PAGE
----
I want to develop the Chinese morra game in Python, also known as paper, scissor or rock.
I had fun making this game with Scratch as well. Those who want can therefore consult the guide at the link: Chinese morra with Scratch.
How to play chinese morra in Python
First of all, let’s remember the rules of the game!
In this game there are two players and each can therefore choose an object: scissor (f), stone (s) or paper (c).
Stone is represented with the hand in a fist;
Paper is represented with an open hand;
Scissors, on the other hand, is represented with only the index and middle fingers extended.
So who wins? It’s pretty simple:
- The stone beats the scissor (that is, it breaks it);
- The scissor beats the paper (ie the size);
- Finally the paper beats the stone (that is, it wraps it).
If you choose the same item then the score is even.
Implementation of the chinese morra in Python
First we play the computer and for this we use the randint () method, which generates a random integer in a range specified between the round brackets.
For example randint (0,2) generates a random number between 0 and 2.
Now let’s think about arbitrarily associating:
Clearly we could have decided otherwise!
So let’s set these conditions, just to make it easier to check later:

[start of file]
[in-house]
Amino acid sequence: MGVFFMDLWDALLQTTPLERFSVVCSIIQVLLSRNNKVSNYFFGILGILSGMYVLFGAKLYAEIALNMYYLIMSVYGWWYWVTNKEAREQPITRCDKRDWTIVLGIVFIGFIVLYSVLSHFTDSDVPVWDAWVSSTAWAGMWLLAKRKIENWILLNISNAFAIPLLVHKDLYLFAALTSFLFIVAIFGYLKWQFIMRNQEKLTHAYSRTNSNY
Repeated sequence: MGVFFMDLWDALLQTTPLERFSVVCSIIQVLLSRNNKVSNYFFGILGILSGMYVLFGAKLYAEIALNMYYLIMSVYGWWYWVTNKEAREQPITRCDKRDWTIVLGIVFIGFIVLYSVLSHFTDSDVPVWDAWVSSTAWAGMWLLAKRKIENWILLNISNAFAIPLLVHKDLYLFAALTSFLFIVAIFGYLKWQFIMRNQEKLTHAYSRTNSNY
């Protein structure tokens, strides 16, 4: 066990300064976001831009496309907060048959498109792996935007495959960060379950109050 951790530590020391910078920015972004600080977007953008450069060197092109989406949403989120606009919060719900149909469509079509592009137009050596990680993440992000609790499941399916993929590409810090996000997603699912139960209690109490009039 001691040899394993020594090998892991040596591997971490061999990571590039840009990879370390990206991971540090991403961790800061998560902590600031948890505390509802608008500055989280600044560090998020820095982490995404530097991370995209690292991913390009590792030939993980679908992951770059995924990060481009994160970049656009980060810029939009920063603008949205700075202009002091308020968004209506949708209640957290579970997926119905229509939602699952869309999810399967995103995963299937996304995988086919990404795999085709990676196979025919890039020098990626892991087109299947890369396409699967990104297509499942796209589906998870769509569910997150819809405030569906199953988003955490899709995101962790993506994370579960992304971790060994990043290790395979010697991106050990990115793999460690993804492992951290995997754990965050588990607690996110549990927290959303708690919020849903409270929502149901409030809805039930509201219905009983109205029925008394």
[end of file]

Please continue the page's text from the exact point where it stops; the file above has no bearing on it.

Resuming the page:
if computer==0: computer=‘s’
elif computer==1: computer=‘f’ # f stands for scissor
We then let the user decide what to choose by entering a value: p, s or f.
user = input (‘Enter p for paper, s for stone and f for scissors:’)
Then we do the checks according to the rules explained above.
Here is a possible implementation of the Chinese morra game in Python:
import random print ('Hello, today let\'s play Chinese morra') computer = random.randint (0.2) if computer == 0: computer = 's' elif computer == 1: computer = 'f' else: computer = 'p' user = input('Enter p for paper, s for stone and f for scissors:') if user! = 's' and user! = 'f' and user! = 'p': print('The letter does not match anything') user elif == computer: print('parity!') elif user == 's' and computer == 'f' or user == 'f' and computer == 'p' or user == 'p' and computer == 's': print('You won!') else: print('The computer won!')
N. B. In the case of a tie, instead of
elif user == ‘s’ and computer == ‘s’ or user == ‘p’ and computer == ‘p’ or user == ‘f’ and computer == ‘f’
we could simplify and write:
user elif == computer
When we tackle the lists, I will propose another possible solution to the Chinese morra game in Python.